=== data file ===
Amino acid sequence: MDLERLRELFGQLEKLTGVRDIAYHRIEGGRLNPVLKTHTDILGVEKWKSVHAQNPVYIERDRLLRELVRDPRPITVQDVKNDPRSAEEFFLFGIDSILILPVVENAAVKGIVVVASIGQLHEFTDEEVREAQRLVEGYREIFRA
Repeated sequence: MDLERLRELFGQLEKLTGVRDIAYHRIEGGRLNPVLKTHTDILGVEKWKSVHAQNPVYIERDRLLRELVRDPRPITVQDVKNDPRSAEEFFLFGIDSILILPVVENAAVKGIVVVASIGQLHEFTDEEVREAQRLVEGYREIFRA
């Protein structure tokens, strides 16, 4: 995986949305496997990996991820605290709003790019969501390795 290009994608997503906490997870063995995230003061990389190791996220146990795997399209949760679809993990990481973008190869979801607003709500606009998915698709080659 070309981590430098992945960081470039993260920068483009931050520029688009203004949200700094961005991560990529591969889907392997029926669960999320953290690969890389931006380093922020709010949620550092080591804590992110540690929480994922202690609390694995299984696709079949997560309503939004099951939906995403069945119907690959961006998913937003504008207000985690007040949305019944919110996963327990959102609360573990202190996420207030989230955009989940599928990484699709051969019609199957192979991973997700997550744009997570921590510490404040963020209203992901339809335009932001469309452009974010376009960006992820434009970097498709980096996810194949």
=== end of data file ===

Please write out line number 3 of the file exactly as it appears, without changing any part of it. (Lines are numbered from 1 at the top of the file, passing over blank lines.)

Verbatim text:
């Protein structure tokens, strides 16, 4: 995986949305496997990996991820605290709003790019969501390795 290009994608997503906490997870063995995230003061990389190791996220146990795997399209949760679809993990990481973008190869979801607003709500606009998915698709080659 070309981590430098992945960081470039993260920068483009931050520029688009203004949200700094961005991560990529591969889907392997029926669960999320953290690969890389931006380093922020709010949620550092080591804590992110540690929480994922202690609390694995299984696709079949997560309503939004099951939906995403069945119907690959961006998913937003504008207000985690007040949305019944919110996963327990959102609360573990202190996420207030989230955009989940599928990484699709051969019609199957192979991973997700997550744009997570921590510490404040963020209203992901339809335009932001469309452009974010376009960006992820434009970097498709980096996810194949």